Following atheist trend, Britons seek 'de-baptism'
De-baptism organisers say the initiative is a response to what they see as increasing stridency from churches – for instance Pope Benedict XVI’s recent comment to AIDS-ravaged Africa that condom use could further spread of the disease.
Do you disagree with your parents over religion?
In Britain, some people clearly do: more than 100,000 Britons have recently downloaded "certificates of de-baptism" from the Internet to renounce their Christian faith.
The initiative launched by a group called the National Secular Society (NSS) follows atheist campaigns here and elsewhere, including a London bus poster which triggered protests by proclaiming, "There's probably no God."
"We now produce a certificate on parchment and we have sold 1,500 units at three pounds (4.35 dollars, 3.20 euros) a pop," said NSS president Terry Sanderson, 58.
John Hunt, a 58-year-old from London and one of the first to try to be "de-baptised," held that he was too young to make any decision when he was christened at five months old.
The male nurse said he approached the Church of England to ask it to remove his name.
"They said they had sought legal advice and that I should place an announcement in the London Gazette," said Hunt, referring to one of the official journals of record of the British government.
So that's what he did -- his notice of renouncement was published in the Gazette in May 2008 and other Britons have followed suit.
Michael Evans, 66, branded baptising children as "a form of child abuse" -- and said that when he complained to the church where he was christened he was told to contact the European Court of Human Rights.
Jehovah's Witnesses take part in a mass baptism at Kiev's Olympic stadium, 09 August 2003
The Church of England said its official position was not to amend its records.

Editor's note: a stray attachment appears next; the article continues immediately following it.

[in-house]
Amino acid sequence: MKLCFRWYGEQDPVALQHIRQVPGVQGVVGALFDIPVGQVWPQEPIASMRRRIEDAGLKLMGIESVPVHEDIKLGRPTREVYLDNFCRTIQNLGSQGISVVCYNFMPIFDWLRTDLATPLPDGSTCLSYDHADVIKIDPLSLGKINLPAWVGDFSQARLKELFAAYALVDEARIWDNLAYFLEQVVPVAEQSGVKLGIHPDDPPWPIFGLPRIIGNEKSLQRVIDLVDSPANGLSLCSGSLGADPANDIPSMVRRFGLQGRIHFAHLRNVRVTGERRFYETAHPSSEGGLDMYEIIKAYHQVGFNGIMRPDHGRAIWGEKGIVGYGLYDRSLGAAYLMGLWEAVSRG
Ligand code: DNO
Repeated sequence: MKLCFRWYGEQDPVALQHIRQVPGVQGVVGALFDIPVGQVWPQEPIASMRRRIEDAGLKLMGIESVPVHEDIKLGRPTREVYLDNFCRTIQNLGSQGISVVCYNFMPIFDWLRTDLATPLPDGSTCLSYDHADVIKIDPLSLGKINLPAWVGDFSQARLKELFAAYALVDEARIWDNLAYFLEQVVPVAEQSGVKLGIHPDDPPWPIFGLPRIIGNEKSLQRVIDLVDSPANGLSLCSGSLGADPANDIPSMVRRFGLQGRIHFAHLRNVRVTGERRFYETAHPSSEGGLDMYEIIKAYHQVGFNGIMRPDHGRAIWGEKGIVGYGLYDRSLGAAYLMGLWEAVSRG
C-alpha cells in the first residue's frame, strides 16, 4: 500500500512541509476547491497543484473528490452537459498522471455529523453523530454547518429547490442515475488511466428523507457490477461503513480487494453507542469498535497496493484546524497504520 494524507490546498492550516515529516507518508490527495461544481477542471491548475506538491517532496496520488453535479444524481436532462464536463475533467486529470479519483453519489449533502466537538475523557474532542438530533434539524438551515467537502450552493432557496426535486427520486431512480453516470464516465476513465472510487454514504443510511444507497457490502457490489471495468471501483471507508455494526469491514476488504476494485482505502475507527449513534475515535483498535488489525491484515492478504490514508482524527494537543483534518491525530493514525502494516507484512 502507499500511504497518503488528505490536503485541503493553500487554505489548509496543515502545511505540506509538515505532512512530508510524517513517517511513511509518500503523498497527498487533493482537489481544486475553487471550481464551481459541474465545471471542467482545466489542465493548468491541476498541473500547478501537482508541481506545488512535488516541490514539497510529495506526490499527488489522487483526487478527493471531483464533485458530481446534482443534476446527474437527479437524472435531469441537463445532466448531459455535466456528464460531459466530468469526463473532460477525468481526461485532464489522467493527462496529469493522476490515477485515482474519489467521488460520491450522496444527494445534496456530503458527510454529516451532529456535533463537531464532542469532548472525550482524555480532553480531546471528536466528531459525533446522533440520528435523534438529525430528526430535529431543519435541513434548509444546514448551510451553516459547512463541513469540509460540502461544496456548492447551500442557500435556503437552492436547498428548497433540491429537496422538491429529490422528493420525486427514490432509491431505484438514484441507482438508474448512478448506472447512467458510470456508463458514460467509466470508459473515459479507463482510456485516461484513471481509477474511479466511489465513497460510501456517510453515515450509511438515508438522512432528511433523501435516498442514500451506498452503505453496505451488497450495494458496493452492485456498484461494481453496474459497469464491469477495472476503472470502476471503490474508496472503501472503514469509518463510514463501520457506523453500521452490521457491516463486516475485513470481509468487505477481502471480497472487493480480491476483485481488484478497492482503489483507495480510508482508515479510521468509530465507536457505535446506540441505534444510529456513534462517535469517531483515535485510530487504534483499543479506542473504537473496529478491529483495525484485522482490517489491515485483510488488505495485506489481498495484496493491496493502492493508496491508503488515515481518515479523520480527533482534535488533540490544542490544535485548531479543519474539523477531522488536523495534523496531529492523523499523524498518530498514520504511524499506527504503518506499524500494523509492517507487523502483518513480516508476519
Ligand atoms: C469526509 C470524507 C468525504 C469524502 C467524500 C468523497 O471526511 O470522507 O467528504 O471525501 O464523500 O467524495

"Renouncing baptism is a matter between the individual and God," a Church spokesman said. "We are not a 'membership' church, and do not keep a running total of the number of baptised people in the Church of England, and such totals do not feature in the statistics that we regularly publish.”
De-baptism organisers say the initiative is a response to what they see as increasing stridency from churches – for instance Pope Benedict XVI’s recent comment on a trip to AIDS-ravaged Africa that condom use could further spread of the disease. The remark stirred global controversy.
"The Catholic Church is so politically active at the moment that I think that is where the hostility is coming from," said Sanderson. "In Catholic countries, there is a very strong feeling of wanting to punish the church by leaving it."
In Britain, where government figures say nearly 72 percent of the population list themselves as Christian, Sanderson feels this "hostility" is fuelling the de-baptism movement.
Theologian Paul Murray at Durham University disagrees.
"That is not my experience," he said, but concedes that change is in the air. "We are in an interesting climate where Catholicism and other belief systems have moved into the public, pluralist arena, alongside secularists.”
A European movement?
De-baptism movements have already sprung up in other countries.
In Spain, the high court ruled in favour of a man from Valencia, Manuel Blat, saying that under data protection laws he could have the record of his baptism erased, according to a report in the International Herald Tribune.
Similarly, the Italian Union of Rationalists and Agnostics (UAAR) won a legal battle over the right to file for de-baptism in 2002, according to media reports. The group's website carries a "de-baptism" form to facilitate matters.
From Jesus of Nazareth miniseries directed by Franco Zeffirelli in 1977
Elsewhere, an Argentinean secularist movement is running a "Collective Apostasy" campaign, using the slogan "Not in my name" (No en mi nombre).
Sanderson hopes rulings in other European countries will pave the way for legal action in Britain, since European Union directives require a level of parity among member states' legislation.
"That would be a good precedent for us to say to the British Information Commissioner: Come on, what's your excuse?" said Sanderson.
The bus-side posters that hit London in January sported the message: "There's probably no God. Now stop worrying and enjoy your life."
The scheme was in response to pro-Christian adverts on buses directing passers-by to a website warning those who did not accept Jesus would suffer for eternity in hell.
Comedy writer Ariane Sherine, mastermind of the British bus campaign that saw a copycat version in Barcelona and other cities, said she backs the "de-baptism" movement but insisted the two initiatives were separate.
Sanderson meanwhile remains resolute. "The fact that people are willing to pay for the parchments shows how seriously they are taking them," he said.